Steve: I disagree with you that the problems can be cured with better statistical methods. How can contaminated sediments and stripbark bristlecones and near-white-noise tree ring chronologies tell you anything?

  23. Pat Frank
    Posted Mar 29, 2015 at 5:11 PM | Permalink

    So, Steve, this is rather OT, but were you and Dennis Wingo separated at birth?:-)

    See the video at the lunar orbiter recovery project, here, half-way down the page.

  24. Cortlandt
    Posted Mar 30, 2015 at 11:27 PM | Permalink

    Steve uses the metaphor of phrenology. But technically that should be paleo-phrenology shouldn’t it?

    Paleo-phrenology proxies in service of Procrustean reconstructions … and other alliterations in p. So Steve was right to warn us to pay attention to the peas.

  25. Posted Apr 3, 2015 at 1:50 AM | Permalink

    Reblogged this on I Didn't Ask To Be a Blog.

  26. John A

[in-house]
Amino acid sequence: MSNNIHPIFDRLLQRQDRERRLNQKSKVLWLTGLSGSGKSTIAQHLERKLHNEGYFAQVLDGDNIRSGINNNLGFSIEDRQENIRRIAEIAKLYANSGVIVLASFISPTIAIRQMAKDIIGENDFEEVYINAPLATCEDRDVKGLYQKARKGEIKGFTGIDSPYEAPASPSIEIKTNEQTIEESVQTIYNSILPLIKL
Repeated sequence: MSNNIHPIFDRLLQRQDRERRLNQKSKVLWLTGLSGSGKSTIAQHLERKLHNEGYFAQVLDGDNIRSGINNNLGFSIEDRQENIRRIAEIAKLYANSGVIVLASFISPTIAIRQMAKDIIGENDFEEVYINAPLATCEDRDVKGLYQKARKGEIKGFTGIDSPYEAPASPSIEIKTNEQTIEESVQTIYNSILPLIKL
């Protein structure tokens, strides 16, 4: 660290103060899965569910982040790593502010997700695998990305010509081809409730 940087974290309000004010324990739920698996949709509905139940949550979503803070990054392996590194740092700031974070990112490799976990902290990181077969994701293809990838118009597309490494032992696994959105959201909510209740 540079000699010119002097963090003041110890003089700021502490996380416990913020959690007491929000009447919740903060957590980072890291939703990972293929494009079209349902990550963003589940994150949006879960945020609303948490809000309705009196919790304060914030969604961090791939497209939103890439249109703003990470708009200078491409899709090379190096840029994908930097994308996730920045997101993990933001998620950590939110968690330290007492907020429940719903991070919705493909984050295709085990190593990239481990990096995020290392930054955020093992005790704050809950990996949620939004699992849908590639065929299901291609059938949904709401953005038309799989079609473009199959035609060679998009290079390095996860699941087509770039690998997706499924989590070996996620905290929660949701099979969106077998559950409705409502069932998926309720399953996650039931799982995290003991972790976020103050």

Posted Apr 5, 2015 at 1:55 PM | Permalink

    A spurious correlation using massively smoothed series – so what else is new in Mannian Statistics? No much. As soon as Mann stops being able to rake in grant money, people will be able to turn around and call it what it is – junk.

    Just how, for example, do the Magical Bristlecone Pines of Colorado correlate with the AMOC? Is it the same mechanism that gets these sacred trees the ability to sense the “Global Temperature Field” while being insensitive to local temperature?

8 Trackbacks

  1. […] Climate Audit finner mer snusk 28.mars Her spør man: Hvorfor viser ikke Rahmstorf i sin figur 3b verdiene mellom 1995 og 2006? Viser de […]

  2. […] representative of the UK’s jewel in the crown, as he “calls out” some very bad science from Rahmstorf, Mann et al. Notice the deafening sounds of silence from Betts on that thread, […]

  3. […] Steve McIntyre takes Rahmstorf’s reconstruction methods apart in three very technical posts here  , here. and […]

  4. […] Rahmstorf’s first trick […]

  5. […] Rahmstorf’s first trick […]

  6. […] https://climateaudit.org/2015/03/28/rahmstorfs-first-trick/#more-20928 […]

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  8. […] Innen kort tid var RMs arbeid analysert og sterkt kritisert av sentrale fagfolk, deretter fulgte flere kommentarer fra Steve McIntyre da Rahmstorf hadde flere triks. Hele tre til nå. I korthet kan det slås fast […]